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Members of the Alma Park Neighbors pose with members of the LAPD and LAFD at their Picnic in the Park event on June 12, 2022. (photo: Joshua Stecker)

Nestled on a hillside behind Leland Street School is Alma Park, a small, unassuming plot of land bisected by 21st Street. Built in 1925 by George Peck for his daughter Alma, it’s been the backdrop of neighborhood life for decades — in the 1940s, Shirley Nizetich and her friend Dolores visited the park daily on their way home from Leland Street School to watch the polliwogs in the pond. In 1960, five-year-old Anita Nunez fell off the slide and broke her arm, and in 1977, Augie Bezmalinovich and his girlfriend visited the park for a cozy evening after their high school, Mary Star, won the big football game. 

Today the pond is long gone, and the park remains hidden. But for the Alma Park Neighbors group, it’s hardly forgotten. “One of the things we’ve talked about are some of the transformations that could take place in this space,” says Chris O’Connell, who’s been a member for years. “I’d like to see us get an architect to draw out what this park could look like with better lights and maybe launch a fundraiser for that as well.” Carmenza Adams, one of the group’s newest members, envisions art in the park. “I think this park is very beautiful in its color and light,” she says, “and we want the shed to have a mural.”

The group was founded in 2015 by Pamela Gaume, who wanted to create something akin to a neighborhood watch but without a focus on crime. In addition to Gaume, it has five core members — Carmenza Adams, Pat Gonzales, Annalisa Little, Bradley Lyon, and Chris O’Connell — who see themselves as a democratic coalition of citizens dedicated to a common goal. “I always think of a table,” explains Adams, “they have four legs. We have Chris, who does the website, and Pam, who has the PR. We have Brad with the printing, and here [referring to Annalisa] miss Alma Community Emergency Squad (ACES), and here [gesturing to Pat] miss Pam’s assistant. We have the legs that make the table solid.” 

Though their official mission is to create a clean, safe, and inclusive neighborhood, unofficially, it’s to revive the community spirit from their childhoods. Lyon, who grew up in Michigan, recalls the interconnectedness of his hometown and how he lost it when he moved to Los Angeles. “I grew up in a small town, and everybody knew everybody else there,” he says. “When I worked in Downtown Los Angeles, I would get up early in the morning to avoid the traffic and get home kind of late at night — I didn’t know anybody in San Pedro because all I knew was the Harbor Freeway. I want to be part of a neighborhood like where I grew up.” Little, who was raised in the Alma neighborhood, agrees. “Especially after the pandemic, it was almost like a community of strangers, and that’s not what a neighborhood is. As a kid, I’d ask, ‘Can I borrow a cup of sugar?’ Somehow that fell apart in this area, and we want that back, where you can go to your neighbor with a small favor.” 

To accomplish their goals, the group meets weekly on Wednesdays and every first Saturday of the month. Their achievements include forming the Alma Community Emergency Squad (ACES), which trains residents in disaster preparedness and securing emergency prep bins, thanks in no small part to Gaume’s perseverance. She jumped through numerous hoops — including learning to write grant proposals — to get dumpster-sized bins that store disaster supplies for the neighborhood. Most recently, they held the Picnic in the Park event, bringing Augie, Anita, and dozens of others to Alma Park in June. The gathering was a success — Shirley Eubanks, who struggles to attend meetings due to their scheduled times, finally met the group. New residents Carly Myers and Maxwell Weinstein became formally acquainted with the neighborhood they’ve only recently called home. “If you move to a place like this, you’re looking for a sense of community,” says Myers, “and so having the ability to know your neighbors is important.”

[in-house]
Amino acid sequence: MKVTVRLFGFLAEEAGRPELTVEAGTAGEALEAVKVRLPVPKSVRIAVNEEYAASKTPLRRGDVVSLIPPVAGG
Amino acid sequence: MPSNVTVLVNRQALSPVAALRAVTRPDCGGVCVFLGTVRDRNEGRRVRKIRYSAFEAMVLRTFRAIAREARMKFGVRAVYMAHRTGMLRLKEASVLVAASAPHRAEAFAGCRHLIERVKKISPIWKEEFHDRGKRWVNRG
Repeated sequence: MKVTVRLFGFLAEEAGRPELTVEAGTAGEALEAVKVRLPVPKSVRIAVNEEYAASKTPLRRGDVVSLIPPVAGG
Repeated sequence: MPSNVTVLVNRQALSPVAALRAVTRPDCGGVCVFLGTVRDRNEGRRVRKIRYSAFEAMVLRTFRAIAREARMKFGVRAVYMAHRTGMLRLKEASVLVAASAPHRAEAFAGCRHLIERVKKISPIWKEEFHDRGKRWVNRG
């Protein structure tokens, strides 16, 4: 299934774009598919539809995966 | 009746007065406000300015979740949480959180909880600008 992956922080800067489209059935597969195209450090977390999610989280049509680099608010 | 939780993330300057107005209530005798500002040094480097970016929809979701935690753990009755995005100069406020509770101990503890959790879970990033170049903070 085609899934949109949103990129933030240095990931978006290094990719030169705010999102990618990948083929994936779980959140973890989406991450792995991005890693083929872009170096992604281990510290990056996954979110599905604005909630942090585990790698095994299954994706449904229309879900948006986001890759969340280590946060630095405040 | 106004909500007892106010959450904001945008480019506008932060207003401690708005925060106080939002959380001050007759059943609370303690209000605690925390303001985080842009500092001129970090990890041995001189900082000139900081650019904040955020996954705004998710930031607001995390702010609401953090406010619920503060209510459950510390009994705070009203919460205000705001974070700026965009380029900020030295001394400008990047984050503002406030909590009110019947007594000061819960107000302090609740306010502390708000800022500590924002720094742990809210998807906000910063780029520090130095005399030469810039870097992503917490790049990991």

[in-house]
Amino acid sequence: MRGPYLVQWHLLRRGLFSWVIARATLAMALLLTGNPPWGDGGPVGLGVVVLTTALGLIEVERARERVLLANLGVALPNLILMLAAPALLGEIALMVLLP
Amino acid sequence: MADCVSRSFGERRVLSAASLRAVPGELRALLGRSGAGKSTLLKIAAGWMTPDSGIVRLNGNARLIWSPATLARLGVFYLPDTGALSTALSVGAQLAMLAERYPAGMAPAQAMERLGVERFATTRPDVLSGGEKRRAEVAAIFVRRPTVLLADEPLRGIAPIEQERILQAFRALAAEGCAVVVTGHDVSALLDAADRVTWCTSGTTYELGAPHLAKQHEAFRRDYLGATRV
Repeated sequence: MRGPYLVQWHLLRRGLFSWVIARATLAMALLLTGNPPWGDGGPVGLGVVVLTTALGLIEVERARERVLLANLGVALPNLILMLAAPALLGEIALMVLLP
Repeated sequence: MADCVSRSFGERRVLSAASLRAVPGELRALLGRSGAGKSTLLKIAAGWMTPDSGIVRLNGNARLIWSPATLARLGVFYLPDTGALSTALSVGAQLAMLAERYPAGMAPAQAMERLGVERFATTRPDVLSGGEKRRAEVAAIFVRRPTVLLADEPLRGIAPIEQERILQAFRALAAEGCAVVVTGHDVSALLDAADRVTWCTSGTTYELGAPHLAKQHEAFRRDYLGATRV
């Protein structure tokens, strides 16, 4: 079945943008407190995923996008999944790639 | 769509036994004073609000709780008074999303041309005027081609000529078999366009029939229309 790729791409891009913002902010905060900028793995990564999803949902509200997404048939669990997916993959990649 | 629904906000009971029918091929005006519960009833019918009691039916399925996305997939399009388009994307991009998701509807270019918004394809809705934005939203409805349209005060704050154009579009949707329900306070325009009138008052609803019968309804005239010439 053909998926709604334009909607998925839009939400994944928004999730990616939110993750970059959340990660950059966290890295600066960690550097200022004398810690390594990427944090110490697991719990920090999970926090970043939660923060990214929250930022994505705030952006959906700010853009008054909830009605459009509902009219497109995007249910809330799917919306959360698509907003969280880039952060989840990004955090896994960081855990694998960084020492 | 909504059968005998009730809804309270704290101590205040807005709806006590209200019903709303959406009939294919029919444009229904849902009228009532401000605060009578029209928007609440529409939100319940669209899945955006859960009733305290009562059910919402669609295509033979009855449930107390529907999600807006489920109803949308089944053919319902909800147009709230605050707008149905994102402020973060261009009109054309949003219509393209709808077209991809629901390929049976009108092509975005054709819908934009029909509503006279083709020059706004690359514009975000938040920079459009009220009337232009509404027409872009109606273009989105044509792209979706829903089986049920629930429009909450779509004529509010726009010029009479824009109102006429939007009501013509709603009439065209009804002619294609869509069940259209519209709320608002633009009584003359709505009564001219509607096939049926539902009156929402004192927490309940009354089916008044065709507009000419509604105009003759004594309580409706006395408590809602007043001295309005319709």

But despite their successes, they face their fair share of challenges. “This park was built in 1925. All of these walls are 100 years old, and they’re getting vandalized, they’re getting dislodged,” says Gaume, referring to the park’s landscaping. “We’re thinking about forming [a nonprofit] so we can do fundraising for projects like this, but we don’t know how to do that.” According to Little, reaching everyone in a neighborhood of 3,000 is also a challenge, and retaining them is an even bigger task. “When I talk about it to somebody,” she says, “I get a lot of, ‘I’m glad you’re doing that, not me.’ But if it’s just us doing it, we’re not doing it.”

Nevertheless, the group is optimistic about the future and hopes to arrange a Christmas sing-a-long, a pet parade, and graffiti walks. Gonzales believes their work is paying off. “It seems to me that there’s a network developing where people will come, and they might talk to Chris or Pam or Annalisa or Carmenza. There seems to be a thing that’s happening.” O’Connell agrees. “We had our neighborhood meeting last Saturday. Pam and I wrapped it up, and then for 45 minutes, everyone who came stood around and talked to each other. And I said to myself, this is what we wanted to do. This is what we’re talking about.” spt

For more info on Alma Park Neighbors, visit almaparkneighbors.org.

Nadia Nizetich